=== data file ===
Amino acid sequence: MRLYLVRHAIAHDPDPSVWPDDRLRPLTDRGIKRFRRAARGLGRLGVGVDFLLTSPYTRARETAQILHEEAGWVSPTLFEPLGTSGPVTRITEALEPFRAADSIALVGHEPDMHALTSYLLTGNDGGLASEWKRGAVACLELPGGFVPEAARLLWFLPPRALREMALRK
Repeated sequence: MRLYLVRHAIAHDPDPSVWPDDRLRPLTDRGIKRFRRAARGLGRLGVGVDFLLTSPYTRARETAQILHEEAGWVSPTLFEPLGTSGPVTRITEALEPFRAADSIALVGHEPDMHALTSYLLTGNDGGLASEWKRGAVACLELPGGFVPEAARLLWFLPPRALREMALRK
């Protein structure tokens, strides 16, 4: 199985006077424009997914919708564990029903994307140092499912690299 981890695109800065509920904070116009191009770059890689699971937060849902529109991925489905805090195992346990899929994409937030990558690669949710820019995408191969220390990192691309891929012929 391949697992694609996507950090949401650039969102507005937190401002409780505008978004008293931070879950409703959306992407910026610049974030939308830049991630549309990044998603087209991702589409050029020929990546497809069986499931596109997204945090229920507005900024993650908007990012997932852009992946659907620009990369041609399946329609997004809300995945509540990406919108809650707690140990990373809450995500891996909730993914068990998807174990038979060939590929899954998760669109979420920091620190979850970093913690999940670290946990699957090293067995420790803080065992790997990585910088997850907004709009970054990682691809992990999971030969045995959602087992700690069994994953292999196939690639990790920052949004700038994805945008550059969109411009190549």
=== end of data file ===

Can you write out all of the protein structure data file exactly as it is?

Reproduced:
Amino acid sequence: MRLYLVRHAIAHDPDPSVWPDDRLRPLTDRGIKRFRRAARGLGRLGVGVDFLLTSPYTRARETAQILHEEAGWVSPTLFEPLGTSGPVTRITEALEPFRAADSIALVGHEPDMHALTSYLLTGNDGGLASEWKRGAVACLELPGGFVPEAARLLWFLPPRALREMALRK
Repeated sequence: MRLYLVRHAIAHDPDPSVWPDDRLRPLTDRGIKRFRRAARGLGRLGVGVDFLLTSPYTRARETAQILHEEAGWVSPTLFEPLGTSGPVTRITEALEPFRAADSIALVGHEPDMHALTSYLLTGNDGGLASEWKRGAVACLELPGGFVPEAARLLWFLPPRALREMALRK
């Protein structure tokens, strides 16, 4: 199985006077424009997914919708564990029903994307140092499912690299 981890695109800065509920904070116009191009770059890689699971937060849902529109991925489905805090195992346990899929994409937030990558690669949710820019995408191969220390990192691309891929012929 391949697992694609996507950090949401650039969102507005937190401002409780505008978004008293931070879950409703959306992407910026610049974030939308830049991630549309990044998603087209991702589409050029020929990546497809069986499931596109997204945090229920507005900024993650908007990012997932852009992946659907620009990369041609399946329609997004809300995945509540990406919108809650707690140990990373809450995500891996909730993914068990998807174990038979060939590929899954998760669109979420920091620190979850970093913690999940670290946990699957090293067995420790803080065992790997990585910088997850907004709009970054990682691809992990999971030969045995959602087992700690069994994953292999196939690639990790920052949004700038994805945008550059969109411009190549």